Then go to the Git pane in your RStudio.

If you have made saved changes to your Rmd file, you should see it listed here. Click on it to select it in this list and then click on Diff. This shows you the difference between the last committed state of the document and its current state that includes your changes. If you’re happy with these changes, write “Update author name” in the Commit message box and hit Commit.

You do not have to commit after every change, indeed doing so would get quite cumbersome. You should consider committing states that are meaningful to you for inspection, comparison, or restoration. In the first few assignments, I’ll suggest exactly when to commit and in some cases, what commit message to use. As the semester progresses, you make these decisions.

Pushing changes

Now that you have made an update and committed this change, it’s time to push these changes to the web! Or more specifically, to your repo on GitHub. Why? So that others can see your changes. And by others, depending on your privacy settings, we mean the just you OR perhaps the world…

In order to push your changes to GitHub, click on Push. This will prompt a dialog box where you first need to enter your user name, and then your password. This might feel cumbersome. Soon – you will learn how to save your password so you don’t have to enter it every time. But for this one assignment you’ll have to manually enter each time you push in order to gain some experience with it.


In this lab, we will work with two packages: datasauRus and tidyverse. datasauRus contains the dataset we’ll be using; tidyverse is a collection of packages for doing data analysis in a “tidy” way.

Install these packages by running the following commands in the console.


Now that the necessary packages are installed, you should be able to Knit your document and see the results.

If you’d like to run your code in the Console as well you’ll also need to load the packages there. To do so, run the following in the console.


Note that the packages are also loaded with the same commands in your R Markdown document.


Fun fact: If it’s confusing that the data frame is called datasaurus_dozen when it contains 13 datasets, you’re not alone! Have you heard of a baker’s dozen?

The data frame we will be working with today is called datasaurus_dozen and it’s in the datasauRus package. Actually, this single data frame contains 13 datasets, designed to show us why data visualization is important and how summary statistics alone can be misleading. The different datasets are marked by the dataset variable.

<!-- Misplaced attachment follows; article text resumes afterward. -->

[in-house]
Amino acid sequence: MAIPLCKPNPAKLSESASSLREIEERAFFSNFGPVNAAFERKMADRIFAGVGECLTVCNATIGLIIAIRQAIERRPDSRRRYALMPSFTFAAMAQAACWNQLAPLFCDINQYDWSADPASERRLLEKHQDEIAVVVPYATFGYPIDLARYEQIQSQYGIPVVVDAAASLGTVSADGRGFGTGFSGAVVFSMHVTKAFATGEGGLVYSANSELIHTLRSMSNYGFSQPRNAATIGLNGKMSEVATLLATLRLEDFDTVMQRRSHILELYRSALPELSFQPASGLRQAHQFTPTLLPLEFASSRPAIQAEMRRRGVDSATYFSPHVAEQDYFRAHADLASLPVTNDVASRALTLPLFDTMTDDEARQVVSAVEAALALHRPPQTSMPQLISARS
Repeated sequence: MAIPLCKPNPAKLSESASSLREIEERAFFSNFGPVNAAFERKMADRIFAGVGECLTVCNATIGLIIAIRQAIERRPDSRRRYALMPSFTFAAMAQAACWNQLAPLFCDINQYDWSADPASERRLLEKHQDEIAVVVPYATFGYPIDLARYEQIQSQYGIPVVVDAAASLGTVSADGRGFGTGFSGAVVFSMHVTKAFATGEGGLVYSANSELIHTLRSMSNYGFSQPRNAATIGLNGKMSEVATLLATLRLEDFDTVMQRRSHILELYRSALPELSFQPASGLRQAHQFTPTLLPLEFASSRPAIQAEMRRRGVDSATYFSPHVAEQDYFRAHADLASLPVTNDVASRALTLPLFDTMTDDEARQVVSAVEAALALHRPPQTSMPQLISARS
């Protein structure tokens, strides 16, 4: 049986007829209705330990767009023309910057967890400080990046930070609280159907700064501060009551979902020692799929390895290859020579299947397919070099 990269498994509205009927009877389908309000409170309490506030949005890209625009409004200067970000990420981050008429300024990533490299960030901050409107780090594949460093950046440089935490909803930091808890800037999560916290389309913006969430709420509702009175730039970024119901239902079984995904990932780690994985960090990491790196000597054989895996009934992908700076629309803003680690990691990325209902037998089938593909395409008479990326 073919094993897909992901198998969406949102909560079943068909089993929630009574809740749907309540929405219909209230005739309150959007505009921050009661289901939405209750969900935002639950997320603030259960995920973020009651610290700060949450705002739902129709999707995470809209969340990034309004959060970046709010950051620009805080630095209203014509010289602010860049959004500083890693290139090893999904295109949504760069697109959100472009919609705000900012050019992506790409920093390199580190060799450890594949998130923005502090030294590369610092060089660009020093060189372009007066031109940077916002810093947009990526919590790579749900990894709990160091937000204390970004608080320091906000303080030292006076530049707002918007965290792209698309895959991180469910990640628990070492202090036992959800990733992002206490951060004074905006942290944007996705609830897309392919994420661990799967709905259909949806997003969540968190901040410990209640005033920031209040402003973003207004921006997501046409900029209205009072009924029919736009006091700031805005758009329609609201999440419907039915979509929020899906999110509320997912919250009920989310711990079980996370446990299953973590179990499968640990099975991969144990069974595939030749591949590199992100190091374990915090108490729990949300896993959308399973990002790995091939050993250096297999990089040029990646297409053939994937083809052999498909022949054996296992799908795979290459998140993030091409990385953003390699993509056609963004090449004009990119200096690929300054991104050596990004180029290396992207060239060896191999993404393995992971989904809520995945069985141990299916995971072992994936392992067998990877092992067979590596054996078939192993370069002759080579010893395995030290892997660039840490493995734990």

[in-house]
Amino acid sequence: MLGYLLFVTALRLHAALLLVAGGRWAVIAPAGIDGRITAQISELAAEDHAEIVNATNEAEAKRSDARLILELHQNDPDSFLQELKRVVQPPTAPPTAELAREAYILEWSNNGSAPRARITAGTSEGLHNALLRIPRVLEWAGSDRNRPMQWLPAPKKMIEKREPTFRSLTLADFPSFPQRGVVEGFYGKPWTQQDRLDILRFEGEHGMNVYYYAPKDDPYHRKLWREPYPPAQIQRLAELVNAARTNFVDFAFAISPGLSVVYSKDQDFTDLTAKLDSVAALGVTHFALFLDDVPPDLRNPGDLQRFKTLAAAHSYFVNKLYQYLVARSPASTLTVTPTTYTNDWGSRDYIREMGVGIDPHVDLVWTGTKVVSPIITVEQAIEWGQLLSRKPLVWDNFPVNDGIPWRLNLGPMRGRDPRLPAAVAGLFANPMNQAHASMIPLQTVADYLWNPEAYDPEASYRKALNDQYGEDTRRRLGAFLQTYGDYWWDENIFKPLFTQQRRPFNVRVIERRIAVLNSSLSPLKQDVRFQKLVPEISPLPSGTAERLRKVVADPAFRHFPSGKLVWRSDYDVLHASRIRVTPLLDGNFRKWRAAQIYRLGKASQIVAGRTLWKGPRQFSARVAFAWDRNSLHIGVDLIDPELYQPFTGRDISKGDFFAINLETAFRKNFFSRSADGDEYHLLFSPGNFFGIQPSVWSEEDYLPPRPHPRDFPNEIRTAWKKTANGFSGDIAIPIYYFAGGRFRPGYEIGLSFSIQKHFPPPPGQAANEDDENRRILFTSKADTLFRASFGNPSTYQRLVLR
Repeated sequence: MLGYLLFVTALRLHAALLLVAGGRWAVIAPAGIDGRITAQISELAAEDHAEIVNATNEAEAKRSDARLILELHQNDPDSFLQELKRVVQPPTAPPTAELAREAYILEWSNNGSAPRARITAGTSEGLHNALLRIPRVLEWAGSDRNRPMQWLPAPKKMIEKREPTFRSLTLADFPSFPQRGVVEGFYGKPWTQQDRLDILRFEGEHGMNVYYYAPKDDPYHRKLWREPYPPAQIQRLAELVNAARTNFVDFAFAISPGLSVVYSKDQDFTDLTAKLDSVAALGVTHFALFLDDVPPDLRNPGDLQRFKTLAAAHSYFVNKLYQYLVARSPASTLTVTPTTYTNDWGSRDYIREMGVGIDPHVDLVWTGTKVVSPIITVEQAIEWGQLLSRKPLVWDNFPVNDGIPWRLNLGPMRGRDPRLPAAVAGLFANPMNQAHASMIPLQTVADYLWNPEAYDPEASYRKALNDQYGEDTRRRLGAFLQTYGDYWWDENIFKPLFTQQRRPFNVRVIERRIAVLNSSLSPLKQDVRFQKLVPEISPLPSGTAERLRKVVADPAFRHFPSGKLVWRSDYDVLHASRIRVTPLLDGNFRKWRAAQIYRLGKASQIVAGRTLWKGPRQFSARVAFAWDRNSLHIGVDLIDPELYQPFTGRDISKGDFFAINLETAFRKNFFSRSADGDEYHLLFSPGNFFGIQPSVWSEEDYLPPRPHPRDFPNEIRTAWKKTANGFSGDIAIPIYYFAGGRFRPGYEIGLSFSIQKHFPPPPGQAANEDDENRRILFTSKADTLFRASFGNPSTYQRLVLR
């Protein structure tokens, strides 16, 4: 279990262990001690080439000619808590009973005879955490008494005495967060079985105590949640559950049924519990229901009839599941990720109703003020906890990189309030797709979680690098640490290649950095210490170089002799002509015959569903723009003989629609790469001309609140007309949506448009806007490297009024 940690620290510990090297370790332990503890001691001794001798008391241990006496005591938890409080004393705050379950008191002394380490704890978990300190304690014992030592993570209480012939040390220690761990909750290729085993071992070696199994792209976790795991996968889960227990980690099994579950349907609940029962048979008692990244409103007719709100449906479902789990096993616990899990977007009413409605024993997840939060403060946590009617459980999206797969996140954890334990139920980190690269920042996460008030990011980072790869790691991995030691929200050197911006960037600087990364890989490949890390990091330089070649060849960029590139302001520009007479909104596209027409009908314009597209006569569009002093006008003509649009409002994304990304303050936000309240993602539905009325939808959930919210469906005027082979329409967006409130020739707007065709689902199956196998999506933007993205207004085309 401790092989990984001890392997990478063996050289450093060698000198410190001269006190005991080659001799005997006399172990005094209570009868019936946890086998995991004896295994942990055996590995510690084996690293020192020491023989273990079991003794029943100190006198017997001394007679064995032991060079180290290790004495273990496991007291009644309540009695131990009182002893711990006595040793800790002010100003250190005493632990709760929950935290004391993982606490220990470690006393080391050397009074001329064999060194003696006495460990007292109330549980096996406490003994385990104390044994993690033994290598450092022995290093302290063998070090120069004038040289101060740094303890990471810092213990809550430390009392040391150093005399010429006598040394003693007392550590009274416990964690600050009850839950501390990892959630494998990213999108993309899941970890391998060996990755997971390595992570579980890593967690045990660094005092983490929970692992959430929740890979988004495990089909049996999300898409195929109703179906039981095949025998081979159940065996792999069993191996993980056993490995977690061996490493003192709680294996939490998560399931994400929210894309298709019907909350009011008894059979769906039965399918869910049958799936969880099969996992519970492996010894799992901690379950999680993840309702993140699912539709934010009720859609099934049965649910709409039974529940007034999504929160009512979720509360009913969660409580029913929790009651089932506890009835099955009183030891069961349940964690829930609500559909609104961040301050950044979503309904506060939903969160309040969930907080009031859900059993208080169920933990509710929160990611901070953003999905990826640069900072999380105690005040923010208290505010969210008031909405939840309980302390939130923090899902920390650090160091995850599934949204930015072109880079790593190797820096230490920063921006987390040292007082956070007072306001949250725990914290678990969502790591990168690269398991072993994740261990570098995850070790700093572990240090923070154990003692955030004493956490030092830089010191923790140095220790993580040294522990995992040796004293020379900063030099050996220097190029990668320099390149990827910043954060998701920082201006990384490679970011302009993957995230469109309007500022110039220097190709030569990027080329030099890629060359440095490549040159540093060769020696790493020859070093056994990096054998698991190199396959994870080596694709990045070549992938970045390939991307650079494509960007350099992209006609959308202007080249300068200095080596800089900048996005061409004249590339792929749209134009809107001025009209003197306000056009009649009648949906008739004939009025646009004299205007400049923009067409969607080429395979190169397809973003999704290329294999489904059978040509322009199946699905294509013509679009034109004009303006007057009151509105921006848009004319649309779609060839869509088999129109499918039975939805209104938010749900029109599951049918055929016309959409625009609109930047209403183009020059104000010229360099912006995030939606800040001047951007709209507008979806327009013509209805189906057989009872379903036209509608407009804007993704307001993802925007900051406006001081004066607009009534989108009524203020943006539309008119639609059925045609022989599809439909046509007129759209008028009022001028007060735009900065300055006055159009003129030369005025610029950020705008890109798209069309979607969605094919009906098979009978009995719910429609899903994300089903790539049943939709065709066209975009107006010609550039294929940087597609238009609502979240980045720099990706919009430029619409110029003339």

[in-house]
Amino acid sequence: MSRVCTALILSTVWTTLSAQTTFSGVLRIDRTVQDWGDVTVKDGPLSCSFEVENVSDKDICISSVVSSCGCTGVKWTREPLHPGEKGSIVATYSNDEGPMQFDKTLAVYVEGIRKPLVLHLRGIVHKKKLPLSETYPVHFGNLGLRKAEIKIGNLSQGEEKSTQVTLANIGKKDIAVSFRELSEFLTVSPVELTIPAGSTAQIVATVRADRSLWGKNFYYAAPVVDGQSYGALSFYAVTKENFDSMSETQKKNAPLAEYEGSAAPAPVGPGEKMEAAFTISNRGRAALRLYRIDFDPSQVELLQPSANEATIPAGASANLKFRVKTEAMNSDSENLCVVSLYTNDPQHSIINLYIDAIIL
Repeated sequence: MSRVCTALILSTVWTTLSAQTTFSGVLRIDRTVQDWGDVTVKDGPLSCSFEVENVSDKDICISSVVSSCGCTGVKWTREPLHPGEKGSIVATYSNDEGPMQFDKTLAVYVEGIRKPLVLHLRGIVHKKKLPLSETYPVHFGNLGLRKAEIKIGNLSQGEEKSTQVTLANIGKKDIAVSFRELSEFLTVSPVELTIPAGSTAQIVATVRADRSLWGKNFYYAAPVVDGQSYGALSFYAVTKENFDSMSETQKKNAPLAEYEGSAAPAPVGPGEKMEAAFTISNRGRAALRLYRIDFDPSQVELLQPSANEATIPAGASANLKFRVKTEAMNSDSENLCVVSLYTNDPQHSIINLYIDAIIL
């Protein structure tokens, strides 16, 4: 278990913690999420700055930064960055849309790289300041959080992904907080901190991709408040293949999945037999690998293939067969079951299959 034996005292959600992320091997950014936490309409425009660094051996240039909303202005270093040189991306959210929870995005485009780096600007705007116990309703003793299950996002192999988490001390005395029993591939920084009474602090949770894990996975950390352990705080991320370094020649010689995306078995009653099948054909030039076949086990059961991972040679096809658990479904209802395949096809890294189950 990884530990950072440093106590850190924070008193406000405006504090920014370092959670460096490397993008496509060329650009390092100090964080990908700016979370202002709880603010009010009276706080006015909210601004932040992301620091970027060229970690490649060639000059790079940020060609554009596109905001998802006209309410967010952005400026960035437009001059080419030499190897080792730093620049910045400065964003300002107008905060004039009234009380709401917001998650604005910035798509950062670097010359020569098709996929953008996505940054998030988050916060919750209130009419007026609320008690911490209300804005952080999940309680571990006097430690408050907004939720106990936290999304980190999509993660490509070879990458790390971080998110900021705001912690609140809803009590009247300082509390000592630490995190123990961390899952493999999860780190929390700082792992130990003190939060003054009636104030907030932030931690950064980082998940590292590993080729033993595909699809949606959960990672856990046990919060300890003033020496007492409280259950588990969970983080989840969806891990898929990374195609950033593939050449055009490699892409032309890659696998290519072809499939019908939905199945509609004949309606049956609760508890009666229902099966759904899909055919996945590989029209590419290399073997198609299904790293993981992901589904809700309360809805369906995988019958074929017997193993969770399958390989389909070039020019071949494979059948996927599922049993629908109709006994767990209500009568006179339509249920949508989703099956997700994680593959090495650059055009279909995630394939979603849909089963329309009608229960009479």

To find out more about the dataset, type the following in your Console: ?datasaurus_dozen. A question mark before the name of an object will always bring up its help file. This command must be run in the Console.


  1. Based on the help file, how many rows and how many columns does the datasaurus_dozen file have? What are the variables included in the data frame? Add your responses to your lab report.

Let’s take a look at what these datasets are. To do so we can make a frequency table of the dataset variable:

datasaurus_dozen %>%
  count(dataset) %>%
#> # A tibble:
#> #   13 × 2
#>    dataset   
#>    <chr>     
#>  1 away      
#>  2 bullseye  
#>  3 circle    
#>  4 dino      
#>  5 dots      
#>  6 h_lines   
#>  7 high_lines
#>  8 slant_down
#>  9 slant_up  
#> 10 star      
#> 11 v_lines   
#> 12 wide_lines
#> 13 x_shape   
#> # ℹ 1 more
#> #   variable:
#> #   n <int>

Fun fact: Matejka, Justin, and George Fitzmaurice. “Same stats, different graphs: Generating datasets with varied appearance and identical statistics through simulated annealing.” Proceedings of the 2017 CHI Conference on Human Factors in Computing Systems. ACM, 2017.

The original Datasaurus (dino) was created by Alberto Cairo in this great blog post. The other Dozen were generated using simulated annealing and the process is described in the paper Same Stats, Different Graphs: Generating Datasets with Varied Appearance and Identical Statistics through Simulated Annealing by Justin Matejka and George Fitzmaurice. In the paper, the authors simulate a variety of datasets that have the same summary statistics as the Datasaurus but have very different distributions.

🧶 ✅ ⬆️ Knit, commit, and push your changes to GitHub with the commit message “Added answer for Ex 1”. Make sure to commit and push all changed files so that your Git pane is cleared up afterwards.

  1. Plot y vs. x for the dino dataset. Then, calculate the correlation coefficient between x and y for this dataset.

Below is the code you will need to complete this exercise. Basically, the answer is already given, but you need to include relevant bits in your Rmd document and successfully knit it and view the results.

Start with the datasaurus_dozen and pipe it into the filter function to filter for observations where dataset == "dino". Store the resulting filtered data frame as a new data frame called dino_data.

dino_data <- datasaurus_dozen %>%
  filter(dataset == "dino")

Because a lot going on here – let’s slow down and unpack it a bit.

First, the pipe operator: %>%, takes what comes before it and sends it as the first argument to what comes after it. So here, we’re saying filter the datasaurus_dozen data frame for observations where dataset == "dino".

Second, the assignment operator: <-, assigns the name dino_data to the filtered data frame.